The new regulation on energy efficiency labeling clarifies, strengthens and extends the scope of the existing regulation. Among other elements, the new regulation re-scales energy efficiency labels based on technological development aiming to avoid the excessive use of higher efficiency classes (A+, A++, A+++). It also: provides incentives for innovation and the phase out less efficient products; sets deadlines for replacing existing energy efficiency labels; sets up a product database to monitor enforcement; and defines delegated acts as main instrument for the re-scaling procedure.

The Council supported the EU Commission’s proposal for a revised energy efficiency directive that aims to improve existing legislation with a view to achieving the EU’s 2020 headline targets and 2030 climate and energy goals. The proposed directive: sets an overall EU energy efficiency target of 30%; defines an energy savings obligation of 1.5% per year, which will decrease to 1% per year after 2026 if the EU is on track towards meeting its targets; and lays out options, rules and restrictions for actions that may be taken by member countries and for the accounting of energy efficiency outcomes.

The Council also supported the Commission’s proposal for a revised directive the energy performance of buildings, which will update minimum standards towards on energy consumption of the EU’s existing building stock. The proposal includes a requirement for member States to establish long-term renovation strategies, address energy poverty and strengthen the links between energy efficiency policy and financing. It also introduces requirements for electric vehicle charging infrastructure such as pre-cabling and minimum numbers of charging points in commercial and non-commercial buildings. [EU Council Press Release, outcomes of Council meeting] [EU Council Press Release, Regulation on Energy Efficiency Labeling] [EU Council Press Release, Energy Efficiency Directive] [EU Council Press Release, Energy Performance of Buildings Directive]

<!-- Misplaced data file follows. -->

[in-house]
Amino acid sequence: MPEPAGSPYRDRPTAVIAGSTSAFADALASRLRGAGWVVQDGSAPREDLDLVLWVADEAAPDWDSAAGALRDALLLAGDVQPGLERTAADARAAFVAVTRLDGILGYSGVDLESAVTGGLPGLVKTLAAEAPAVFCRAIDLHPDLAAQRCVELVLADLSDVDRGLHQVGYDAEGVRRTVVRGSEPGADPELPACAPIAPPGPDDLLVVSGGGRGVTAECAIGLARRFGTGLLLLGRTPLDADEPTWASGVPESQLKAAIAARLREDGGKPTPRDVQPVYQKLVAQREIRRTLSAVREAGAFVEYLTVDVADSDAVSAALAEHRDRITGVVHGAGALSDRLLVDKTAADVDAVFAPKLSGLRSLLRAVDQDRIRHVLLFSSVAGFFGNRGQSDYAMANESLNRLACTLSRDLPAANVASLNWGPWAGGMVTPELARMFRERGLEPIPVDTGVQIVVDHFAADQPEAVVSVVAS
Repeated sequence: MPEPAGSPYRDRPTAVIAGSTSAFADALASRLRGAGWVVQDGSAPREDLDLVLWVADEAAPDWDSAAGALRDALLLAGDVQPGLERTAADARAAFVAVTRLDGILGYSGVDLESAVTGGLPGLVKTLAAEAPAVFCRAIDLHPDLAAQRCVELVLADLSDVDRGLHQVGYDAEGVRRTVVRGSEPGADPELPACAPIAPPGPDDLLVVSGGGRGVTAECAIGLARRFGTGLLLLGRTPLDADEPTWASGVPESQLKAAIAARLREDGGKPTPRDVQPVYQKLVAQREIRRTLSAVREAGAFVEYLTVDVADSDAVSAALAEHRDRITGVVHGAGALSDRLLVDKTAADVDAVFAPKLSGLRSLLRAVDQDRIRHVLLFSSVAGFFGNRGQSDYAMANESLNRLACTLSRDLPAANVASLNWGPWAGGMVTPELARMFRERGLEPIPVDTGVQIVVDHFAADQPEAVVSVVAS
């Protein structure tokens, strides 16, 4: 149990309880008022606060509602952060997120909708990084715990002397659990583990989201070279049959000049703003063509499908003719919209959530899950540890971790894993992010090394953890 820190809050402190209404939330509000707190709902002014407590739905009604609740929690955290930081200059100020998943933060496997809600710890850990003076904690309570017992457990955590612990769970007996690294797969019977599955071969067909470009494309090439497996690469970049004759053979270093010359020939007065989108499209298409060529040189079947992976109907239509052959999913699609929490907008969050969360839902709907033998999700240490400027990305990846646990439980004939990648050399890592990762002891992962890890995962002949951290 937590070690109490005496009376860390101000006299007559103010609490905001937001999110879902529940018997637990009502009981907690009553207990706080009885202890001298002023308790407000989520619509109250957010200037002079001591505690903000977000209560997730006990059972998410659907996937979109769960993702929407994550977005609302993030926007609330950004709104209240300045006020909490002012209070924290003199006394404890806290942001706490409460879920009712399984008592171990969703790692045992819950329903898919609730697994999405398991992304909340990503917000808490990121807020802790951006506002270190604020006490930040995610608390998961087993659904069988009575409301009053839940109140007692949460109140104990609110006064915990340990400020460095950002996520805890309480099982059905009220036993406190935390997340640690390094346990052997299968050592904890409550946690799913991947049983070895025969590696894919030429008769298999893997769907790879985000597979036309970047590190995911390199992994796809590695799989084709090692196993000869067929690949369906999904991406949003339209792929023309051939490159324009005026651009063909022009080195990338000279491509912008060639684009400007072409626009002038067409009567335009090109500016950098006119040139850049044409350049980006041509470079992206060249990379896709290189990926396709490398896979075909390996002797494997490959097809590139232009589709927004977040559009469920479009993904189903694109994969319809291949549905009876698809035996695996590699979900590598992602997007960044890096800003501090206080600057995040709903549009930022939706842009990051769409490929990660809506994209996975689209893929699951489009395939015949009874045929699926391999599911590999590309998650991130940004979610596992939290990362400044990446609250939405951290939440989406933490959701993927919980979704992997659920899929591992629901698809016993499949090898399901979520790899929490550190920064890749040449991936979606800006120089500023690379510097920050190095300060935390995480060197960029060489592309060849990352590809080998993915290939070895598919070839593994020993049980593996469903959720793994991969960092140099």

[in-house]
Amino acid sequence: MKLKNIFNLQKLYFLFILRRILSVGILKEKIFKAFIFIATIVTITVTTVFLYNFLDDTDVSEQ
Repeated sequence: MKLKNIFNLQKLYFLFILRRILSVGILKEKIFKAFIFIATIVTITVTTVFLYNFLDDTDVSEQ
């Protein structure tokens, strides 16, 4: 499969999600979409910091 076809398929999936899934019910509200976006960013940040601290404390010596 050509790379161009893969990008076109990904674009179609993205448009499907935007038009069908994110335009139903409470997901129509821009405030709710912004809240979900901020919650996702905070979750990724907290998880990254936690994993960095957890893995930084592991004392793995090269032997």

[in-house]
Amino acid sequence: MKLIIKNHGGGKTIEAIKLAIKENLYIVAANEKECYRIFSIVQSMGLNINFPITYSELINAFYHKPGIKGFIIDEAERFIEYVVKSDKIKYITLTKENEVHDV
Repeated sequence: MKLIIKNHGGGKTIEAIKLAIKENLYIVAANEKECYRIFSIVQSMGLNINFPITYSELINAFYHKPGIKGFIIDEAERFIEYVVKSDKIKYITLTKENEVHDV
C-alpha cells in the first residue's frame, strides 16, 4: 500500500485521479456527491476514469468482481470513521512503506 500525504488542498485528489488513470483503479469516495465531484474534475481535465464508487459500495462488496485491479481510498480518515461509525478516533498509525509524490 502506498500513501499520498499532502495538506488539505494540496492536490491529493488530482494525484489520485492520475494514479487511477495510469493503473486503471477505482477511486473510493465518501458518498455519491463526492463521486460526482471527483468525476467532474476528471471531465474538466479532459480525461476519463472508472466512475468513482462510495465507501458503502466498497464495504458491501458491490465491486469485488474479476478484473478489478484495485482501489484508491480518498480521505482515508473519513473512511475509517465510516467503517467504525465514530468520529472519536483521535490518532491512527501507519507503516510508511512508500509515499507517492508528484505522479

A Strategy for an Energy Efficiency Revolution

The International Partnership for Energy Efficiency Cooperation (IPEEC) published an outline of China’s long-term ‘Strategy of Energy Production and Consumption Revolution (2016-2030),’ which was released in December 2016 to support China’s Nationally Determined Contribution (NDC) under the Paris Agreement on climate change. The Strategy delineates policies and measures in the following areas: reform of the demand side; reform of the supply side; reform of the energy market; innovation of energy technology; and strengthened international energy cooperation and improve domestic energy security. The document also sets up binding targets to complement China’s commitment to peak carbon dioxide (CO2) emissions before 2030, including: a 15% minimum energy efficiency improvement during the 13th Five Year Plan period (2016-2020); a cap on total energy consumption of five billion tons of coal equivalent (TCE) for 2016-2020 and less than six billion TCE for 2020-2030; and a minimum requirement for energy from renewable sources to account for 20% by 2030 and over 50% by 2050. [IPEEC Press Release]

This article was originally published at the SDG Knowledge Hub.

Stefan Jungcurt has worked for IISD as project officer on the negotiations on reducing emissions from deforestation and forest degradation in developing countries (REDD) and as associate working in the areas of sustainable agriculture, genetic resources for food and agriculture, and linkages between international regulation on biodiversity conservation and other issue areas such as trade and climate change.